The furore over MPs' expenses in recent days spilled onto our website today when we ran the story about Keith Vaz's £80,000 claims for the past four years.
The article probably attracted more comment than any other in recent months ... but they weren't all printable! We use a system of post-moderation on our site: that is we allow people to comment directly on to the site and then we go on afterwards and check them for decency and libel issues. This means that we quite often end up removing comments a little while after they have appeared and this in itself often leads to our readers complaining that their comments have been taken down. Usually they accuse us of censorship.
In fact, we usually remove comments either because they are not appropriate - they might be racist, or full of personal abuse, for example - or because they leave us open to being sued for defamation.
It's quite easy to confuse a statement of opinion, which can't really be said to be libellous, and a statement of fact, dressed up as opinion, which may well be defamatory. Let's, for a moment, consider an imaginary MP. It is quite acceptable to say that you think it is disgraceful that this MP has claimed expenses and that you feel he should be sacked from the Government and that voters should refuse to re-elect him at the next general election. You can go on to say that you think he is an idiot who has shown a complete lack of common sense. However, it would almost certainly by libellous to say that an MP was on the fiddle or that you always knew he was corrupt and open to bribery - that is to say, it would be libellous unless you could prove that it was true.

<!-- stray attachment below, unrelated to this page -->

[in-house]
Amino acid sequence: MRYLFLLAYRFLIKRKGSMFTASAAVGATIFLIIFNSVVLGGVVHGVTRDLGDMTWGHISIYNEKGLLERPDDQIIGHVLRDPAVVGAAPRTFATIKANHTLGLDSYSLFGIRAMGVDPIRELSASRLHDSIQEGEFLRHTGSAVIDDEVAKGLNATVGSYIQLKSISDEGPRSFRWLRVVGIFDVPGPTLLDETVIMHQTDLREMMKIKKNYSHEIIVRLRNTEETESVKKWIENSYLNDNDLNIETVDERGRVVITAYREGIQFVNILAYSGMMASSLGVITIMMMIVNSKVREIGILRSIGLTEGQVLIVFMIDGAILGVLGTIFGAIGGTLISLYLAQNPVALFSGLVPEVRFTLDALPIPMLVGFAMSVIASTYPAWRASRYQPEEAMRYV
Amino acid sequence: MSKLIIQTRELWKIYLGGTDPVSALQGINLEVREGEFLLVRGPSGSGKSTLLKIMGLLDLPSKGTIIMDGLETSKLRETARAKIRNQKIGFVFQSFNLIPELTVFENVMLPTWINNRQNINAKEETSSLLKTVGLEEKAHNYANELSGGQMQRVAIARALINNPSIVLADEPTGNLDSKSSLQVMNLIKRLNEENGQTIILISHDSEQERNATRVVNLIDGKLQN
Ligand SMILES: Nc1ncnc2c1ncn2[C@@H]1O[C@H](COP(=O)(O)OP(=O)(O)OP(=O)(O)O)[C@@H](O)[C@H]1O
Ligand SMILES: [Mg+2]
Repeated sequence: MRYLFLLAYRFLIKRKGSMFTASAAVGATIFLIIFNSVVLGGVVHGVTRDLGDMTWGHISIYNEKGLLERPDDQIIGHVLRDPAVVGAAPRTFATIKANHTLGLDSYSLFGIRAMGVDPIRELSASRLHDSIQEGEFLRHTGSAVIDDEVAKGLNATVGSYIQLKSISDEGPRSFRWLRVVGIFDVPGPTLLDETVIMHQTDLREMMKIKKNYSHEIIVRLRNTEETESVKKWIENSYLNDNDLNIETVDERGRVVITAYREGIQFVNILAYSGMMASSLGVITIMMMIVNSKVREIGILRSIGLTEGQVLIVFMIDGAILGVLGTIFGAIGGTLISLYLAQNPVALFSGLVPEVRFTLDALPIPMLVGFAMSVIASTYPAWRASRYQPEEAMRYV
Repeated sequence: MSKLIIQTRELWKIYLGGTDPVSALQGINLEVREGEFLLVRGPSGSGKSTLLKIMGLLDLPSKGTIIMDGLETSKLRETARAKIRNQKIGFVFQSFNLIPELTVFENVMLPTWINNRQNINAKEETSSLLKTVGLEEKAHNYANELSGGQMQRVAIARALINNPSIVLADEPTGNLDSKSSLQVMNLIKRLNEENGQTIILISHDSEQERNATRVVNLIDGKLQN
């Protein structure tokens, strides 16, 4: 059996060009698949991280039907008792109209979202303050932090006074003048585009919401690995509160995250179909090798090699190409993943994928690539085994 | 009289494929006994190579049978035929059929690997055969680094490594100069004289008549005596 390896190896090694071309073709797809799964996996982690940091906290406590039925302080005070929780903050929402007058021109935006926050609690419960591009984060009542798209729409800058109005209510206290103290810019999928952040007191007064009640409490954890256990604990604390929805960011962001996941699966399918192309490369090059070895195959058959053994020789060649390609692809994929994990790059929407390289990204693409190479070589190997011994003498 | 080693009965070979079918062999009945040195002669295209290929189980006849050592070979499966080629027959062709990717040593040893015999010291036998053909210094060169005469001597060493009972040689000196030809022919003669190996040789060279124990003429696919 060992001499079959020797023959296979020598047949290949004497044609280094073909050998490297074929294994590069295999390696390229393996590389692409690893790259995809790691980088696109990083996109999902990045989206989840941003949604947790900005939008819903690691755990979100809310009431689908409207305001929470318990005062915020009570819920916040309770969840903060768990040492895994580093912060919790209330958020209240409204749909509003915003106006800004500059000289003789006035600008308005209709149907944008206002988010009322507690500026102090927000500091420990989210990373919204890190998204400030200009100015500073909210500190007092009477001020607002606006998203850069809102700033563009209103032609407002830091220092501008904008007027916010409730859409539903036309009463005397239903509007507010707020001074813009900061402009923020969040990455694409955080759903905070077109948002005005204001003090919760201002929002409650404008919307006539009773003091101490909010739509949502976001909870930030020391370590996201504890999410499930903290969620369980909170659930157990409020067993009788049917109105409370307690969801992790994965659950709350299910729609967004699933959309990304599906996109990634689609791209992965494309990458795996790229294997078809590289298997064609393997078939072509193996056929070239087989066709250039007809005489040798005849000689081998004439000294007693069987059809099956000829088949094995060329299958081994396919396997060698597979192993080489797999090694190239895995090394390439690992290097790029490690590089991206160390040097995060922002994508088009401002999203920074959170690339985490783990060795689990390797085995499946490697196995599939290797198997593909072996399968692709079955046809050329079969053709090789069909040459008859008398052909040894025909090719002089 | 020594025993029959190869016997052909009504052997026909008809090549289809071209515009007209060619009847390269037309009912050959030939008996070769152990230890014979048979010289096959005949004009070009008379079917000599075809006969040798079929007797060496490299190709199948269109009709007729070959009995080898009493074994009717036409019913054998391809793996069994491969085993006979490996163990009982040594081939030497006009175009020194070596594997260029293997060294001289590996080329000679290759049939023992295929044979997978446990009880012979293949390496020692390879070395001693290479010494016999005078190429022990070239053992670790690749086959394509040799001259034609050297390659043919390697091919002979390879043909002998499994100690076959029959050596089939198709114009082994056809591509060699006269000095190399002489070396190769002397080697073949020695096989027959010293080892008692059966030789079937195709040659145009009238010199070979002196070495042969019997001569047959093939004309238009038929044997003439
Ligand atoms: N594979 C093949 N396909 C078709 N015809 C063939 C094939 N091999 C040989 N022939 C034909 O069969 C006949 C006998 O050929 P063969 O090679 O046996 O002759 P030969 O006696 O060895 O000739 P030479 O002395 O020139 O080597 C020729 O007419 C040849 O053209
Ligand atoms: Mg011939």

There's no doubt that there is a great deal of anger out there over the claims made by MPs and we are happy to reflect this - we've said in our own leader articles what we think - but the arguments for reform remain much stronger if we don't allow our comments to sink into personal abuse or allow the MPs to deflect the criticism by suing the newspaper over errors of fact.